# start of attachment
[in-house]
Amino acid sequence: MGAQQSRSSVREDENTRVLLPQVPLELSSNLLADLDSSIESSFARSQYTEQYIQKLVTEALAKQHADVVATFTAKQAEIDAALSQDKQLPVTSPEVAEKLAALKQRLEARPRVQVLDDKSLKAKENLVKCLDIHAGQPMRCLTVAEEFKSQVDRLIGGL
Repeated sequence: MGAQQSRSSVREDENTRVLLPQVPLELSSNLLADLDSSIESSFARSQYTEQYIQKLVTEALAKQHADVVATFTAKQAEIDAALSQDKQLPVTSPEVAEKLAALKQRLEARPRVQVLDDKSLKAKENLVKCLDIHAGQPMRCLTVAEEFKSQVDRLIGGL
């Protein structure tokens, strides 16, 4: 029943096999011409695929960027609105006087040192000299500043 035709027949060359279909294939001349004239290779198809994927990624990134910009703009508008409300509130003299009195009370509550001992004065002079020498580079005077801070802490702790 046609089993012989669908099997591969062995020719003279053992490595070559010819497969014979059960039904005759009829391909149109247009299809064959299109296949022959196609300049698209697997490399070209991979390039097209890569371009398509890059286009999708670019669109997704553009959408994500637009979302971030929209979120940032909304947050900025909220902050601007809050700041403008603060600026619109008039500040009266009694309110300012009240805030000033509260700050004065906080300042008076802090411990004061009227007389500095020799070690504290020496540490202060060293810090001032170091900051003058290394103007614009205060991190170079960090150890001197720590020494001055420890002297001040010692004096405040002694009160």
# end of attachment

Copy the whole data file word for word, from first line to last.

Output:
[in-house]
Amino acid sequence: MGAQQSRSSVREDENTRVLLPQVPLELSSNLLADLDSSIESSFARSQYTEQYIQKLVTEALAKQHADVVATFTAKQAEIDAALSQDKQLPVTSPEVAEKLAALKQRLEARPRVQVLDDKSLKAKENLVKCLDIHAGQPMRCLTVAEEFKSQVDRLIGGL
Repeated sequence: MGAQQSRSSVREDENTRVLLPQVPLELSSNLLADLDSSIESSFARSQYTEQYIQKLVTEALAKQHADVVATFTAKQAEIDAALSQDKQLPVTSPEVAEKLAALKQRLEARPRVQVLDDKSLKAKENLVKCLDIHAGQPMRCLTVAEEFKSQVDRLIGGL
């Protein structure tokens, strides 16, 4: 029943096999011409695929960027609105006087040192000299500043 035709027949060359279909294939001349004239290779198809994927990624990134910009703009508008409300509130003299009195009370509550001992004065002079020498580079005077801070802490702790 046609089993012989669908099997591969062995020719003279053992490595070559010819497969014979059960039904005759009829391909149109247009299809064959299109296949022959196609300049698209697997490399070209991979390039097209890569371009398509890059286009999708670019669109997704553009959408994500637009979302971030929209979120940032909304947050900025909220902050601007809050700041403008603060600026619109008039500040009266009694309110300012009240805030000033509260700050004065906080300042008076802090411990004061009227007389500095020799070690504290020496540490202060060293810090001032170091900051003058290394103007614009205060991190170079960090150890001197720590020494001055420890002297001040010692004096405040002694009160």